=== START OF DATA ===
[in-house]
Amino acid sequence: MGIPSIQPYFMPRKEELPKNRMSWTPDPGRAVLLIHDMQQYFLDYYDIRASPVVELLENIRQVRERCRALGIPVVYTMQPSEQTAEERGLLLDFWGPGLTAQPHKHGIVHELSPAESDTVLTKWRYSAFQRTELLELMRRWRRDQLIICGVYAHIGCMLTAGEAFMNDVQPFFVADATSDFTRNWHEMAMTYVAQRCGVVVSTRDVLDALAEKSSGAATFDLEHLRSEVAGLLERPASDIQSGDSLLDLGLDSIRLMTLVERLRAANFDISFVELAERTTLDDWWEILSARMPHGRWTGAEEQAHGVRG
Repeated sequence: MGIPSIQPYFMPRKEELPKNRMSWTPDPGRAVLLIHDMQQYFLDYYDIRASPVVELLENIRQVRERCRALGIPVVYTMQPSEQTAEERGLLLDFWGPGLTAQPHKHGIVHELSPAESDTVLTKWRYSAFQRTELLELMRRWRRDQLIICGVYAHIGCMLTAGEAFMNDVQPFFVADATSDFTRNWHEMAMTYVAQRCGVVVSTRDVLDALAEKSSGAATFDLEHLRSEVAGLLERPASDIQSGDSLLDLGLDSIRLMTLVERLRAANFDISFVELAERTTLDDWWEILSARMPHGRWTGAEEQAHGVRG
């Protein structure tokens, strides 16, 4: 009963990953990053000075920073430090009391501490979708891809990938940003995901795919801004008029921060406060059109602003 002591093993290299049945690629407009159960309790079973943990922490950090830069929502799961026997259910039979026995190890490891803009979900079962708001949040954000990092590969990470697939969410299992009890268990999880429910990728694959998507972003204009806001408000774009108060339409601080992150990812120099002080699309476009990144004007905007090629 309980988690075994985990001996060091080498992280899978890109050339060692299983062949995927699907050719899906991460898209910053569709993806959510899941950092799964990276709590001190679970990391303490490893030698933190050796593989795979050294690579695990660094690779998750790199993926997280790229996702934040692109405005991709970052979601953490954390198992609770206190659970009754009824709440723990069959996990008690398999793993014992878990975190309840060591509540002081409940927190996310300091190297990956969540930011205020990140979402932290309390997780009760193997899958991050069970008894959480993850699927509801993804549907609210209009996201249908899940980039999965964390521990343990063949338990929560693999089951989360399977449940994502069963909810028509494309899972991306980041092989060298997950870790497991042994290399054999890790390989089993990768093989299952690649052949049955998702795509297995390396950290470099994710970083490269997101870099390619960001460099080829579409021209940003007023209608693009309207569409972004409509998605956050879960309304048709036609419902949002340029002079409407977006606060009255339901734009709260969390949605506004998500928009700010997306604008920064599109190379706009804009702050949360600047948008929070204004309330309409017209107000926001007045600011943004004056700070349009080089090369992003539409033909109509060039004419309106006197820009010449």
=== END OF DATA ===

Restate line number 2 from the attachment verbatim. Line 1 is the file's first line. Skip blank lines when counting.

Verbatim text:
Amino acid sequence: MGIPSIQPYFMPRKEELPKNRMSWTPDPGRAVLLIHDMQQYFLDYYDIRASPVVELLENIRQVRERCRALGIPVVYTMQPSEQTAEERGLLLDFWGPGLTAQPHKHGIVHELSPAESDTVLTKWRYSAFQRTELLELMRRWRRDQLIICGVYAHIGCMLTAGEAFMNDVQPFFVADATSDFTRNWHEMAMTYVAQRCGVVVSTRDVLDALAEKSSGAATFDLEHLRSEVAGLLERPASDIQSGDSLLDLGLDSIRLMTLVERLRAANFDISFVELAERTTLDDWWEILSARMPHGRWTGAEEQAHGVRG